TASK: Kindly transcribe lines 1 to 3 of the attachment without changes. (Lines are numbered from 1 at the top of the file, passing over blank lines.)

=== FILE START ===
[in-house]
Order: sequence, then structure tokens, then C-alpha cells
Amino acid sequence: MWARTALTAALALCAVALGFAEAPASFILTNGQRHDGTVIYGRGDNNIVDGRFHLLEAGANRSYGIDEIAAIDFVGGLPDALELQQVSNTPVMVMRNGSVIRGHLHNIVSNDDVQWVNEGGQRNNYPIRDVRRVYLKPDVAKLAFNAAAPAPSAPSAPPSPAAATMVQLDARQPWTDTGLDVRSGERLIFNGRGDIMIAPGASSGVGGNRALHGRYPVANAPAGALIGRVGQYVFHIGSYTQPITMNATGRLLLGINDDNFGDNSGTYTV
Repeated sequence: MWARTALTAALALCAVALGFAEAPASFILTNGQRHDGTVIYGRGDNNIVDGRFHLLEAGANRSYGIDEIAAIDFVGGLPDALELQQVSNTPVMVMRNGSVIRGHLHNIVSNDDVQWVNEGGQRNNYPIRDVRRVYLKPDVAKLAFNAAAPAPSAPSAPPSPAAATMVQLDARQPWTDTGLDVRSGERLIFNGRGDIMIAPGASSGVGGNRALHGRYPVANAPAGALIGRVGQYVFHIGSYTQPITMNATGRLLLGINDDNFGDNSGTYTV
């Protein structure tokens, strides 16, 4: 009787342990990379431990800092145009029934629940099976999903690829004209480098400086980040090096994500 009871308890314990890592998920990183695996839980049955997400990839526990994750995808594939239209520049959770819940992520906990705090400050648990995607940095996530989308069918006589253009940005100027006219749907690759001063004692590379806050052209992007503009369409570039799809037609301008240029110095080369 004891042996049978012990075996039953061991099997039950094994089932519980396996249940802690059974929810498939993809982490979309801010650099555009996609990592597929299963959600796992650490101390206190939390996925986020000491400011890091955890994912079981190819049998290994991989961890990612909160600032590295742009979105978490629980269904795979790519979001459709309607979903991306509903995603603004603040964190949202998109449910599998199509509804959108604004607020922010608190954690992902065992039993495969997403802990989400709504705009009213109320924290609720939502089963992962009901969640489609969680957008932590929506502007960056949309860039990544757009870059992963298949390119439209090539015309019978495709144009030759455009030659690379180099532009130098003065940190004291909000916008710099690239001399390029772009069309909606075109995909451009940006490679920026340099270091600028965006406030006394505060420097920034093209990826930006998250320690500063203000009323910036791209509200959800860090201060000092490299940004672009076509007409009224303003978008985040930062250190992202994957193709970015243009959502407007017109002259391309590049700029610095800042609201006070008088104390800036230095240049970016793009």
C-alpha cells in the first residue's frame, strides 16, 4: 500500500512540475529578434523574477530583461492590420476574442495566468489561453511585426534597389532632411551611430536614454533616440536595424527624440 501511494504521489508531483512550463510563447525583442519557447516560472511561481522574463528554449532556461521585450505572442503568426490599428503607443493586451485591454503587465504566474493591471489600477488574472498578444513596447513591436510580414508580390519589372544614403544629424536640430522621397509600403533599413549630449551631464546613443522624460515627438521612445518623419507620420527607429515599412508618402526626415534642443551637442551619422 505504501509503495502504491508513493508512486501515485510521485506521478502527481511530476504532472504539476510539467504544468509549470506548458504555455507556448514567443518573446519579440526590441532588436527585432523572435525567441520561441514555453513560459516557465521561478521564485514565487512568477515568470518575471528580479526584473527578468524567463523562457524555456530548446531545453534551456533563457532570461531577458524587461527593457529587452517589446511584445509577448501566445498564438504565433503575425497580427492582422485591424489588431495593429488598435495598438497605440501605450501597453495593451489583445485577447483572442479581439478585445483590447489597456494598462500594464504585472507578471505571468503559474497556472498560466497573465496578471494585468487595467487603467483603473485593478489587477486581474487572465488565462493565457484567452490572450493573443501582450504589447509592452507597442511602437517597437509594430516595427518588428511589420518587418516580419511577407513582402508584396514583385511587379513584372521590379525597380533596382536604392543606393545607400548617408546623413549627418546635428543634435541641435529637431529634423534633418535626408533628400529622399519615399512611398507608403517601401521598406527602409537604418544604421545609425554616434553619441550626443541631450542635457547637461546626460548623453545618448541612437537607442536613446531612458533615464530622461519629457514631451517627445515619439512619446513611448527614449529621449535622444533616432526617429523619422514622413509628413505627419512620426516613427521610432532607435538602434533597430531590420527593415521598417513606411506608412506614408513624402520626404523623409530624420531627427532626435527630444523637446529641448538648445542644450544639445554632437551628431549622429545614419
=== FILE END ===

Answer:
[in-house]
Order: sequence, then structure tokens, then C-alpha cells
Amino acid sequence: MWARTALTAALALCAVALGFAEAPASFILTNGQRHDGTVIYGRGDNNIVDGRFHLLEAGANRSYGIDEIAAIDFVGGLPDALELQQVSNTPVMVMRNGSVIRGHLHNIVSNDDVQWVNEGGQRNNYPIRDVRRVYLKPDVAKLAFNAAAPAPSAPSAPPSPAAATMVQLDARQPWTDTGLDVRSGERLIFNGRGDIMIAPGASSGVGGNRALHGRYPVANAPAGALIGRVGQYVFHIGSYTQPITMNATGRLLLGINDDNFGDNSGTYTV